“Neruda,” a new film by director Pablo Larrain, who recently brought us “Jackie,” establishes himself as a historian-mystery writer in the mode of America’s film noir era.

“Neruda,” like “Jackie,” is the telling of a tragic, troubled survivor of a dark passage in world history. It’s told with pages of facts, but with all the accoutrements of a Dashiell Hammett, Raymond Chandler mystery, and even a swipe of Victor Hugo.

“Neruda” tells us the story of the late 1940s and a chapter in the history of the nation of Chile. At the time the Chilean national identity was being shaped by the dark forces of fascism, with a political wind whipping up from the sewers of Chile into the senate, drawing rooms, and brothels of the neo powerful.

Pablo Neruda (Luis Gnecco) was the flamboyant Nobel Prize winning poet genius of Chile. He was an in-your-face communist and voice of the forgotten people, who, on this razor’s edge of Latin America history, was forced out of the senate, haunted and hunted, living in exile but hiding in full sight.

It was his nature to resist by flaunting and walking the streets while his enemies, the party of President Gabriel Videla (Alfredo Castro), tried to gain supreme power by leaving the side streets and hovels of the people to dance in the boulevards of the right wing powerful.

When the world was recovering from WWII in 1948, Videla outlawed the Communist Party, and initiated massive purges of the left. Neruda, hailed around the world as a poet laureate of the common man, was cast as a pariah, and then as he became an annoying fly, targeted as an enemy with a price on his head.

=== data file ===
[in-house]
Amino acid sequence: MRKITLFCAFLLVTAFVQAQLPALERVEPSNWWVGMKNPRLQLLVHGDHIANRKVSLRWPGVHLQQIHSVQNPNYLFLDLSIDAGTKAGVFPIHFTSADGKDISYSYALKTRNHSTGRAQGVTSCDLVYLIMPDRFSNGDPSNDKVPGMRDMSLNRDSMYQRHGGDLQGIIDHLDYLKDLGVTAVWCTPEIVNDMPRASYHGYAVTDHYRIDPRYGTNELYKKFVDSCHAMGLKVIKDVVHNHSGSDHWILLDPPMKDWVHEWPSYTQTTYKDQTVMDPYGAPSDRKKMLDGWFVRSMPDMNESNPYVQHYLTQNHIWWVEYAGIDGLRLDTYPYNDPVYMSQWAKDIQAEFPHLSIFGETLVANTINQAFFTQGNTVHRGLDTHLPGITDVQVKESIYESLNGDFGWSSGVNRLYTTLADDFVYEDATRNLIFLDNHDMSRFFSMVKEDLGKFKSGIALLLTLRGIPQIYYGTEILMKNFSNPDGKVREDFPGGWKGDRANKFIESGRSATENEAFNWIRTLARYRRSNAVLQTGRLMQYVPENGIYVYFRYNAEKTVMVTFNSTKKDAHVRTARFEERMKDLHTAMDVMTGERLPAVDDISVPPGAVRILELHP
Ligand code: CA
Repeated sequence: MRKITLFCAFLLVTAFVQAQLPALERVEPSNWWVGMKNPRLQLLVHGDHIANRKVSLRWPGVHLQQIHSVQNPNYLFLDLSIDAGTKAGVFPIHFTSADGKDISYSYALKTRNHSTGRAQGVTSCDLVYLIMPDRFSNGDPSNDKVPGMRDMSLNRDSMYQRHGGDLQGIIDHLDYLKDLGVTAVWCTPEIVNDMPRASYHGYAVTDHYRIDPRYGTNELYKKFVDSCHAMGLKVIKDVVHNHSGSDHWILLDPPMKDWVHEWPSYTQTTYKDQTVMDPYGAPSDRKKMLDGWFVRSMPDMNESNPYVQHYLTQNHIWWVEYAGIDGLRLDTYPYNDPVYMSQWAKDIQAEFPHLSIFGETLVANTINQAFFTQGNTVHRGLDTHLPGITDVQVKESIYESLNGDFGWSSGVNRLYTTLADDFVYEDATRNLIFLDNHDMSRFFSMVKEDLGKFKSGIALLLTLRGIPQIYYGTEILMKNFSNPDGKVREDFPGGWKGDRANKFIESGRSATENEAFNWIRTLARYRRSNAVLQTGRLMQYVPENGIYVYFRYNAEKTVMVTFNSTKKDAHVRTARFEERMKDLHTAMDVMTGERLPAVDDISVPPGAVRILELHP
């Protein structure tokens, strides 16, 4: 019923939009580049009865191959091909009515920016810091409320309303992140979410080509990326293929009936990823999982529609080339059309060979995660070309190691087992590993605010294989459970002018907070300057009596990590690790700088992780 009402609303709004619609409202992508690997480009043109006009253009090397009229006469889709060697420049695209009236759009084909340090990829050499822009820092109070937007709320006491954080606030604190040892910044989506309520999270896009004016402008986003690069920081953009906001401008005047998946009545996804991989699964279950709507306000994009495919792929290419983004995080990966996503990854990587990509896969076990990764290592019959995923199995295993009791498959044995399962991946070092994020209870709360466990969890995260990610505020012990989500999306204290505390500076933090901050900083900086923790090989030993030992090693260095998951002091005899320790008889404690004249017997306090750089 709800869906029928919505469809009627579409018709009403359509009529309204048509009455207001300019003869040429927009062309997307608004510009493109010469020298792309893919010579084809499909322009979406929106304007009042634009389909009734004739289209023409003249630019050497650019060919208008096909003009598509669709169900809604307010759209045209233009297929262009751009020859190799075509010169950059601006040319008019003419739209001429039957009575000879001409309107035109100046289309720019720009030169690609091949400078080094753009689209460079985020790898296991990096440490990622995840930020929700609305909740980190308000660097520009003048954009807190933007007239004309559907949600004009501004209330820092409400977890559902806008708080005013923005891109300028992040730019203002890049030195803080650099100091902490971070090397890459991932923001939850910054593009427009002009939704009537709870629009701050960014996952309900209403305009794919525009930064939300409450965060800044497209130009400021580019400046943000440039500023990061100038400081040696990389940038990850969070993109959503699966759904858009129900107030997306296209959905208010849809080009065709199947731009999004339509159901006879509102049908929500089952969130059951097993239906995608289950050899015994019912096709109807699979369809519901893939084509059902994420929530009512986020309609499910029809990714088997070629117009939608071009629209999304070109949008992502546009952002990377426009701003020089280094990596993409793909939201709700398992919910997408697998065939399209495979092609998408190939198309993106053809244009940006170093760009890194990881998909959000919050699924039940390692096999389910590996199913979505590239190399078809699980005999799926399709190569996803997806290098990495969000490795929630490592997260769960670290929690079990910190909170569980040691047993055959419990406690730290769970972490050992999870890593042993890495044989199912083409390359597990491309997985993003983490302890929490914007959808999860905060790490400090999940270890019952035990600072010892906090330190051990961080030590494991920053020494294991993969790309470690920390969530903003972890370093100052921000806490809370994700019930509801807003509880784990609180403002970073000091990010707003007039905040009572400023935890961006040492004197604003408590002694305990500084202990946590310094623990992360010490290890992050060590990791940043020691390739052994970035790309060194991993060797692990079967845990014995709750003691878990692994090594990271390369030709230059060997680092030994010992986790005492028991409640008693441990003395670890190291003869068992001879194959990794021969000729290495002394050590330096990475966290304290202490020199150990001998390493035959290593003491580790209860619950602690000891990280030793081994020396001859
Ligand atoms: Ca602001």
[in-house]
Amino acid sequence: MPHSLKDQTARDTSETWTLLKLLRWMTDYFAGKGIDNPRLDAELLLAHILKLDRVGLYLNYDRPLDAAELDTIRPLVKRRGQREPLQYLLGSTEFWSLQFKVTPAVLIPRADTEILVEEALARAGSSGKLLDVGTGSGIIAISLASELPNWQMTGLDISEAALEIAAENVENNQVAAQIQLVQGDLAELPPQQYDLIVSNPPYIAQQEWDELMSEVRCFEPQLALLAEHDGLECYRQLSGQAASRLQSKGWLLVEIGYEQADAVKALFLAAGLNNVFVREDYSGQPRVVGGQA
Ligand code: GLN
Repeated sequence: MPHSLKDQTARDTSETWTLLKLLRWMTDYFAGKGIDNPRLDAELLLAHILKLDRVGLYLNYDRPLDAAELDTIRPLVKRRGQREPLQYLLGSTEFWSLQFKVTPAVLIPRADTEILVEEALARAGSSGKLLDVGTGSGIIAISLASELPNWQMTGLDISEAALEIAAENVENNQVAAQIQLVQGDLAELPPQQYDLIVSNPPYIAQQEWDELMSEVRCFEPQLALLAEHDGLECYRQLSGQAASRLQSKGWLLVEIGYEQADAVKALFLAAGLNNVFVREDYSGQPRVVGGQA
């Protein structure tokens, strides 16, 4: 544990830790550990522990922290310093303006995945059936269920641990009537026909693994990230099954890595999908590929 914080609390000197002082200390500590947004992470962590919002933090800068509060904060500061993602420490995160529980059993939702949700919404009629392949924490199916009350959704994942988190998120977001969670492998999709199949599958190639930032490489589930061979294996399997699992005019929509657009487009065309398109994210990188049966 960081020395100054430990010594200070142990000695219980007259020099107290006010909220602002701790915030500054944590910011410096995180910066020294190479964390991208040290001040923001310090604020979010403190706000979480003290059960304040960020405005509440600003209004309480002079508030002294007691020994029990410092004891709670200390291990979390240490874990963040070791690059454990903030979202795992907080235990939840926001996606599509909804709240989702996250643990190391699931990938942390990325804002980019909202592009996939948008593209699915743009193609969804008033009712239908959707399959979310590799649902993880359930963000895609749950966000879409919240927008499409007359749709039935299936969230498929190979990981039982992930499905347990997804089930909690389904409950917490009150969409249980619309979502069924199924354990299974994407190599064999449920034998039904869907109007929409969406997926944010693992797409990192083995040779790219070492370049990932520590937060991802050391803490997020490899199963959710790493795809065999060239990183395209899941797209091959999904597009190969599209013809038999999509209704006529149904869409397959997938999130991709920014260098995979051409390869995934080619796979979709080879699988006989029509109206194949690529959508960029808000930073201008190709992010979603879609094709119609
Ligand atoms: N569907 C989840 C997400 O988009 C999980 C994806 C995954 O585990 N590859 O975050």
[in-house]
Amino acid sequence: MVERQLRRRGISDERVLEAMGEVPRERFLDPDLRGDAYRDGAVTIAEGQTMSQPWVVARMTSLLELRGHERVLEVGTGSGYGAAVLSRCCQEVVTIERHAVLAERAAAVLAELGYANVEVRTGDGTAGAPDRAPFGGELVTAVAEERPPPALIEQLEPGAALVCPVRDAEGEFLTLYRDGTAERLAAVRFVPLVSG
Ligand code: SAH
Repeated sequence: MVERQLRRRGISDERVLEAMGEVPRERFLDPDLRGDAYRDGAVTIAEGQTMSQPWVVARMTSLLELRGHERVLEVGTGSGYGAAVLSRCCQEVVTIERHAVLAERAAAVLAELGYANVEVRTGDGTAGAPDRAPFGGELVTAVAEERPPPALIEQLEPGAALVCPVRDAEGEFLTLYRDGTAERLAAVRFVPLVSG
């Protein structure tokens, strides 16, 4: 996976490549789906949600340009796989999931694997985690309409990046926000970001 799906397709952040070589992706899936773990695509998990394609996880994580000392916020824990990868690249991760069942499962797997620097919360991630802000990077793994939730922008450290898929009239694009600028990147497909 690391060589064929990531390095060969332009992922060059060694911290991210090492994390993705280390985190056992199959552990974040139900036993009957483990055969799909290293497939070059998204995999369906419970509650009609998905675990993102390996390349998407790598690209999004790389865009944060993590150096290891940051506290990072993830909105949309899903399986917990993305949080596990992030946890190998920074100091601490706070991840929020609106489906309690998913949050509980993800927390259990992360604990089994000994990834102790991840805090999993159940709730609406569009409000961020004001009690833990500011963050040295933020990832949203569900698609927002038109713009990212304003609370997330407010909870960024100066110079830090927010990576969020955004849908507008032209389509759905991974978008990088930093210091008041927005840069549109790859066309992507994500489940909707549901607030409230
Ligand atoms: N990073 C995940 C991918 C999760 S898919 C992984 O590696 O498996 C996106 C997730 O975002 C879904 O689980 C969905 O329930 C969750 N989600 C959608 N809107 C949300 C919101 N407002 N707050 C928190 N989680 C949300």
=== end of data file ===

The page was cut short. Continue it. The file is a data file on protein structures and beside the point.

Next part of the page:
But director Larrain and writer Guillermo Calderon’s script is no tedious, tiresome history lesson. Calderon and Larrain turn noirish here, walking some dark streets with a narration by two victims, the eminent Neruda, cast here as a Jean Valjean, and his Inspector Javert, a government police inspector, Oscar Peluchonneau (the excellent Gael Garcia Bernal) with a dark, tortured family background.

Oscar, with a fierce desire to rise above his sordid childhood, a tale that would make a movie on its own, takes on the task of pursuing Neruda.

The film now slides away from the political into the poetic, blending the inner thoughts and dialogue of the hunted and hunter as though both men were creations of one another’s imagination.

The characters come alive as a brilliant collection of the colorful corrupt and the colorless common, the protagonists and the players all splendidly juxtaposed in an film noir ballet.

All that was needed was a “Vertigo” score by Bernard Herrmann and the voice over narration of Orson Welles as Neruda to make this film truly soar.

Sergio Armstrong’s cinematography is deliciously rich in tones that are clearly an homage to the impeccable work of the great, late Gordon Willis (“The Godfather”).

Mercedes Moran is touching and tender as Delia, Neruda’s long suffering wife. And, to no one’s surprise, much is owed to the casting of Gael Garcia Bernal (“Y Tu Mama Tambien,” “Fidel”) as the twisted and tortured Peluchonneau.

“Neruda” is a surprise gift in dead of winter, a page torn from yellowing newspapers and brought to life.

J.P. Devine is a former stage and screen actor.

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